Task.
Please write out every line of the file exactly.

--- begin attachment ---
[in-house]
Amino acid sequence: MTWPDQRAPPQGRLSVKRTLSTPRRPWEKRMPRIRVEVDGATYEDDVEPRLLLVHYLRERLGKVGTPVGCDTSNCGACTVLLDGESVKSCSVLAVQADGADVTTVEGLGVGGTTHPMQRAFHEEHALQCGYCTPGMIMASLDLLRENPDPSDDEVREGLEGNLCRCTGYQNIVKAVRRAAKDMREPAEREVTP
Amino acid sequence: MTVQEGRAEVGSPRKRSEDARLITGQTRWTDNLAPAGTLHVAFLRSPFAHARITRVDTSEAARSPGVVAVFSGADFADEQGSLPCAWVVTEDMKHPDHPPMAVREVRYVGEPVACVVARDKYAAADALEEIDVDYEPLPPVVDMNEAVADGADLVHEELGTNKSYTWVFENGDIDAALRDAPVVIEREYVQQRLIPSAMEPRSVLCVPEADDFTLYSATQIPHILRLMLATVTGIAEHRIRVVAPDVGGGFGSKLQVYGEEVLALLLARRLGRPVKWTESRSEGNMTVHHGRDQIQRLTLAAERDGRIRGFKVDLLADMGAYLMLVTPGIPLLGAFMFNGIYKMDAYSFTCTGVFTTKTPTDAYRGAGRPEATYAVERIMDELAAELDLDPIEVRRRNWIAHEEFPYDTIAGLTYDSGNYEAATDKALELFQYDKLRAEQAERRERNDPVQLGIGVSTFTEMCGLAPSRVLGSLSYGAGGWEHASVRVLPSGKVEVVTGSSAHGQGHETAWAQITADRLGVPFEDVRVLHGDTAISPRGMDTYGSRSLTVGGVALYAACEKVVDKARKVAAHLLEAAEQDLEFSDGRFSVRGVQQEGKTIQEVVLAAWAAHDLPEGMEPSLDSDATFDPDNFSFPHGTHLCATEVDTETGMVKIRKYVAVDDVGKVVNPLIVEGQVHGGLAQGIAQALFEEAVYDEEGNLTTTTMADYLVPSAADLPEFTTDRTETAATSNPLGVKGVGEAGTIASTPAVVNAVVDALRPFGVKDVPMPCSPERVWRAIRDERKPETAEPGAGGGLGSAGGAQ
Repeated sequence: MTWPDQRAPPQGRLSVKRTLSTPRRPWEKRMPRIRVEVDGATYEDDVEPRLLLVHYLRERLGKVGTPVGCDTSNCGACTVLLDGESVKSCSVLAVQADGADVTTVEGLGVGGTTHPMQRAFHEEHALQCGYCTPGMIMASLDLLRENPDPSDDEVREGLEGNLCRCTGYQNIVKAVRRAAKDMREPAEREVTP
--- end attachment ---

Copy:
[in-house]
Amino acid sequence: MTWPDQRAPPQGRLSVKRTLSTPRRPWEKRMPRIRVEVDGATYEDDVEPRLLLVHYLRERLGKVGTPVGCDTSNCGACTVLLDGESVKSCSVLAVQADGADVTTVEGLGVGGTTHPMQRAFHEEHALQCGYCTPGMIMASLDLLRENPDPSDDEVREGLEGNLCRCTGYQNIVKAVRRAAKDMREPAEREVTP
Amino acid sequence: MTVQEGRAEVGSPRKRSEDARLITGQTRWTDNLAPAGTLHVAFLRSPFAHARITRVDTSEAARSPGVVAVFSGADFADEQGSLPCAWVVTEDMKHPDHPPMAVREVRYVGEPVACVVARDKYAAADALEEIDVDYEPLPPVVDMNEAVADGADLVHEELGTNKSYTWVFENGDIDAALRDAPVVIEREYVQQRLIPSAMEPRSVLCVPEADDFTLYSATQIPHILRLMLATVTGIAEHRIRVVAPDVGGGFGSKLQVYGEEVLALLLARRLGRPVKWTESRSEGNMTVHHGRDQIQRLTLAAERDGRIRGFKVDLLADMGAYLMLVTPGIPLLGAFMFNGIYKMDAYSFTCTGVFTTKTPTDAYRGAGRPEATYAVERIMDELAAELDLDPIEVRRRNWIAHEEFPYDTIAGLTYDSGNYEAATDKALELFQYDKLRAEQAERRERNDPVQLGIGVSTFTEMCGLAPSRVLGSLSYGAGGWEHASVRVLPSGKVEVVTGSSAHGQGHETAWAQITADRLGVPFEDVRVLHGDTAISPRGMDTYGSRSLTVGGVALYAACEKVVDKARKVAAHLLEAAEQDLEFSDGRFSVRGVQQEGKTIQEVVLAAWAAHDLPEGMEPSLDSDATFDPDNFSFPHGTHLCATEVDTETGMVKIRKYVAVDDVGKVVNPLIVEGQVHGGLAQGIAQALFEEAVYDEEGNLTTTTMADYLVPSAADLPEFTTDRTETAATSNPLGVKGVGEAGTIASTPAVVNAVVDALRPFGVKDVPMPCSPERVWRAIRDERKPETAEPGAGGGLGSAGGAQ
Repeated sequence: MTWPDQRAPPQGRLSVKRTLSTPRRPWEKRMPRIRVEVDGATYEDDVEPRLLLVHYLRERLGKVGTPVGCDTSNCGACTVLLDGESVKSCSVLAVQADGADVTTVEGLGVGGTTHPMQRAFHEEHALQCGYCTPGMIMASLDLLRENPDPSDDEVREGLEGNLCRCTGYQNIVKAVRRAAKDMREPAEREVTP